Dr. Gonda: Yes, you bring up another good point and this is what we struggle with in conversations when we describe our technology. It is very new. We show people the data and say, “You know, this is a common pathway. Almost all of the anti-inflammatory biological and small molecule therapies that are out there, are processed through us. AMTX-100 is able to provide broad-spectrum modulation of key inflammatory pathways, reducing inflammation.” Our therapy could cover most of the other treatments available that are prenuclear in activation. We need to be persistent in telling our story over and over, and continue to generate plausible data in animal models of human disease and in human clinical trials to back it up. There are always concerns about safety with new drugs. We have safety data on literally hundreds of animals and are now garnering it in human trials.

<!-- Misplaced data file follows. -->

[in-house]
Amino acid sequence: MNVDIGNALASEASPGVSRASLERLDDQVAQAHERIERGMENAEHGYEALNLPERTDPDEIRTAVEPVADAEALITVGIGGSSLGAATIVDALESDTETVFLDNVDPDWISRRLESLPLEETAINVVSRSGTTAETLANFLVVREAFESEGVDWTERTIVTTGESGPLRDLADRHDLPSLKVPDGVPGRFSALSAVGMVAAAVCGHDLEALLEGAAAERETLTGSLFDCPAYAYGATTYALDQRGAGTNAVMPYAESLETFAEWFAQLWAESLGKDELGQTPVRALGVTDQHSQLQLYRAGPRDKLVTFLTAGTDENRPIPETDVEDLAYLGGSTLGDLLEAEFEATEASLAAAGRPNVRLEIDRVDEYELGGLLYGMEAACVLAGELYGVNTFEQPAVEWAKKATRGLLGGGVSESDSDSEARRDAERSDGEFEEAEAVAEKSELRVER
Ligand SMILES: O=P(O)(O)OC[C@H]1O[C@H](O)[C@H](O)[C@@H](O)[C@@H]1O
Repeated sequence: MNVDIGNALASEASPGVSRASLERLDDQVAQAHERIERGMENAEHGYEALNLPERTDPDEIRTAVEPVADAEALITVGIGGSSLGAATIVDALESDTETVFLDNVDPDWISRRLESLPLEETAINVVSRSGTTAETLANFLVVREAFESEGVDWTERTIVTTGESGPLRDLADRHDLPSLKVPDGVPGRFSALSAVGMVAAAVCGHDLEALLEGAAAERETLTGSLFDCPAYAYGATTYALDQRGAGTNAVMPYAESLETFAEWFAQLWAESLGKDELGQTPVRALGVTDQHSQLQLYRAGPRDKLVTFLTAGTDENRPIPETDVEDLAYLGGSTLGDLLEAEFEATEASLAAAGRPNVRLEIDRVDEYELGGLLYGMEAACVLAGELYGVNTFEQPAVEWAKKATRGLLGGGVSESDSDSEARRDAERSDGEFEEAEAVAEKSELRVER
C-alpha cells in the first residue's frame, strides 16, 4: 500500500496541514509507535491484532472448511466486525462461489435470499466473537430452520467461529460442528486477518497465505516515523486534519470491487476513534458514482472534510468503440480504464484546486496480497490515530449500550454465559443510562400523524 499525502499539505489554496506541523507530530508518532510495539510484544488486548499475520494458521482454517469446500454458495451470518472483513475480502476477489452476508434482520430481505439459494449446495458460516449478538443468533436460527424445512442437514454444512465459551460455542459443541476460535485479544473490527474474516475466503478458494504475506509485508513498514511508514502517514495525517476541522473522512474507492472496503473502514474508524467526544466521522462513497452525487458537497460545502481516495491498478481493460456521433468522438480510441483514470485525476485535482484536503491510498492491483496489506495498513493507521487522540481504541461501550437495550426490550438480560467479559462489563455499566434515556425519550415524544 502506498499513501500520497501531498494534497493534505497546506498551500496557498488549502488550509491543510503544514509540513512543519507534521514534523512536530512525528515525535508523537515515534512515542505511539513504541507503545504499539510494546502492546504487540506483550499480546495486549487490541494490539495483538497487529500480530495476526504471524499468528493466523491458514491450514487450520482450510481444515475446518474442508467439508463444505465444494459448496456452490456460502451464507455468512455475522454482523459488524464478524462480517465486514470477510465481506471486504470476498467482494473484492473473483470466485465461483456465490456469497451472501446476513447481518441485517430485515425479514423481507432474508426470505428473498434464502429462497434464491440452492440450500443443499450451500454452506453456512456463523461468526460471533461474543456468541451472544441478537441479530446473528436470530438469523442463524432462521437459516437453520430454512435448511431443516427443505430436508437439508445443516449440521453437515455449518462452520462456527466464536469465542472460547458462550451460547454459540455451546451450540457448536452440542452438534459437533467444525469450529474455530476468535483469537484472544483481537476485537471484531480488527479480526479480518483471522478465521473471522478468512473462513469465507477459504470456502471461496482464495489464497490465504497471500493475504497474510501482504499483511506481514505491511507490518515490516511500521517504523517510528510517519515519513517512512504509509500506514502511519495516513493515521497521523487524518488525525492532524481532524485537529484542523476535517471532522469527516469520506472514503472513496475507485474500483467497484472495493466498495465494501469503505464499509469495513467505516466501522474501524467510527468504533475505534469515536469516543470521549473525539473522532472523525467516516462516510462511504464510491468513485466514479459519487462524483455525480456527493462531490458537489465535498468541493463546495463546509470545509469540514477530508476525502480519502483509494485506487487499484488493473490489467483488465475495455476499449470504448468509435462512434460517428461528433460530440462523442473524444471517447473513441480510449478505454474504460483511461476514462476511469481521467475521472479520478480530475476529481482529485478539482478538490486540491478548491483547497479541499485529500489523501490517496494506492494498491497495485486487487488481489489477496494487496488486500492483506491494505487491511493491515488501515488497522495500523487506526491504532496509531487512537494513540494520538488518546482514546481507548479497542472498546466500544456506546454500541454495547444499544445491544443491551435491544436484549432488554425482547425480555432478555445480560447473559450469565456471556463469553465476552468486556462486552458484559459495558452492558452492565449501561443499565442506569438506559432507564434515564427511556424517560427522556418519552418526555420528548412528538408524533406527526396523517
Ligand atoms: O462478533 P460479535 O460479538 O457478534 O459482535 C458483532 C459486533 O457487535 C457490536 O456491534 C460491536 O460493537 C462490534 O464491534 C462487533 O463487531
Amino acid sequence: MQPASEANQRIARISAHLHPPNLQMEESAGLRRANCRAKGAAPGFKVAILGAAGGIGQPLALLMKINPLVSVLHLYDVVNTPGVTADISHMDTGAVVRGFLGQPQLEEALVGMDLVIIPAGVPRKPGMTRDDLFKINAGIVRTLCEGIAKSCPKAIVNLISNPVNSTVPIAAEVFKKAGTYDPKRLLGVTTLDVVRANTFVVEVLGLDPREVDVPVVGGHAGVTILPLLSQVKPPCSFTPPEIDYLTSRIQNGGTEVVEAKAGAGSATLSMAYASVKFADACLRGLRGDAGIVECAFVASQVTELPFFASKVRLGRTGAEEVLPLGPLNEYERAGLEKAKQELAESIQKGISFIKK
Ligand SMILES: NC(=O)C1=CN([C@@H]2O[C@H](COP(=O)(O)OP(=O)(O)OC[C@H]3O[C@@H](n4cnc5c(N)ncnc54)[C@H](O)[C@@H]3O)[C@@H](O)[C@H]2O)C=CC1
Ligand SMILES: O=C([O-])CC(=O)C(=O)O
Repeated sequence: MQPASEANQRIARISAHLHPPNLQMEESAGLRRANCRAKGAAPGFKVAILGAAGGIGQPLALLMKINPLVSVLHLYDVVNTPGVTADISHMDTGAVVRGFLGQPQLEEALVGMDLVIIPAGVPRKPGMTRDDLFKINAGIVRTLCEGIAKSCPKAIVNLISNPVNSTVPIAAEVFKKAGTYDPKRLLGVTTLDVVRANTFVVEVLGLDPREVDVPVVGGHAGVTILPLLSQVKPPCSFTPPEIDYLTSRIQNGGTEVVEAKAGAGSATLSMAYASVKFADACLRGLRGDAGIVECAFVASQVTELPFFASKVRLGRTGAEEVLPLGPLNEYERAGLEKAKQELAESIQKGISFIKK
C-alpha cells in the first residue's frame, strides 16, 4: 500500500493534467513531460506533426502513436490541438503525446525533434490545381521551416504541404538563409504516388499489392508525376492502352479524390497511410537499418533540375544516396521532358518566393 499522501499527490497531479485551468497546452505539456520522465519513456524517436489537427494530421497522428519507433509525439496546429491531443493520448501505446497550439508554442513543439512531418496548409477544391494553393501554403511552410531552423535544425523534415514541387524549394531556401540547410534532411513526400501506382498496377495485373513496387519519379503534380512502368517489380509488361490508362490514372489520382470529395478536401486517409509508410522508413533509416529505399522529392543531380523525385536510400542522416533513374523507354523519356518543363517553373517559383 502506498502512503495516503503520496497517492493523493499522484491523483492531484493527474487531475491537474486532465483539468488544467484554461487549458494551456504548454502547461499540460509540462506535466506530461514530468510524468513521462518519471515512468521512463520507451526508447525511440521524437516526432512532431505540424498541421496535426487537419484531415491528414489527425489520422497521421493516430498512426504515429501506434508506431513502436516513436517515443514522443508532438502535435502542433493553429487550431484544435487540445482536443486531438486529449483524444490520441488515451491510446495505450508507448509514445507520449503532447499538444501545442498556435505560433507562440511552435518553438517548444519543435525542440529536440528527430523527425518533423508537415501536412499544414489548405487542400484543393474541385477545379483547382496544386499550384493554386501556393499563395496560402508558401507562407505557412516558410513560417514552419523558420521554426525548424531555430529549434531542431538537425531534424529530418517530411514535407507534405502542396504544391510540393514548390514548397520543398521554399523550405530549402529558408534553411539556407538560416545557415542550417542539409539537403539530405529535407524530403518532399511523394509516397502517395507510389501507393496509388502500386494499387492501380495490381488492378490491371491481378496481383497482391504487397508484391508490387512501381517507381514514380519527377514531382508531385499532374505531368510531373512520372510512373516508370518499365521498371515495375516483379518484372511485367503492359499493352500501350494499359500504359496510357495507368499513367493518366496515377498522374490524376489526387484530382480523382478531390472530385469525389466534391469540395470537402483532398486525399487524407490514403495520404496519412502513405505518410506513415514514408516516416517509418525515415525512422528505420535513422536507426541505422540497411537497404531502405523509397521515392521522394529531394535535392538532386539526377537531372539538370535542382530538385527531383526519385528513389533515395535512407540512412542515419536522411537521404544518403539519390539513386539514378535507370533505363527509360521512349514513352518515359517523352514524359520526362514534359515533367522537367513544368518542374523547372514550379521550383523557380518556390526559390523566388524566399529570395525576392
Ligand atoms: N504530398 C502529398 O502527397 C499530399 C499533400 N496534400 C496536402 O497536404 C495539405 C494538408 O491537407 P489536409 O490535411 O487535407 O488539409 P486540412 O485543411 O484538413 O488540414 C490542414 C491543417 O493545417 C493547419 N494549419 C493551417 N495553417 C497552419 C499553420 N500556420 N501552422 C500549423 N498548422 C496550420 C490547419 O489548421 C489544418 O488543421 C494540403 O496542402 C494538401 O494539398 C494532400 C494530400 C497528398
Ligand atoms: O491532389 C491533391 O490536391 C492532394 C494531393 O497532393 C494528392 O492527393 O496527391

We have incurred queries pertaining to collaborating on our drug. It takes a long time to initiate collaborators to your therapeutic concept when a molecule is first-in-class and has a novel mechanism-of-action. Having strong, substantial and peer-reviewed data on the mechanism-of-action puts you way ahead of the game. It is simply hard for pharmaceutical companies to move on from their own developed products to something new that may replace their current product for which they still have patent life and have invested billions of dollars in knowledge, research, and marketing.  It is natural to weigh novelty and costs of commercialization with the potential to cannibalize their own marketed product.

CEOCFO: Why should people take a look at Amytrx Therapeutics, Inc?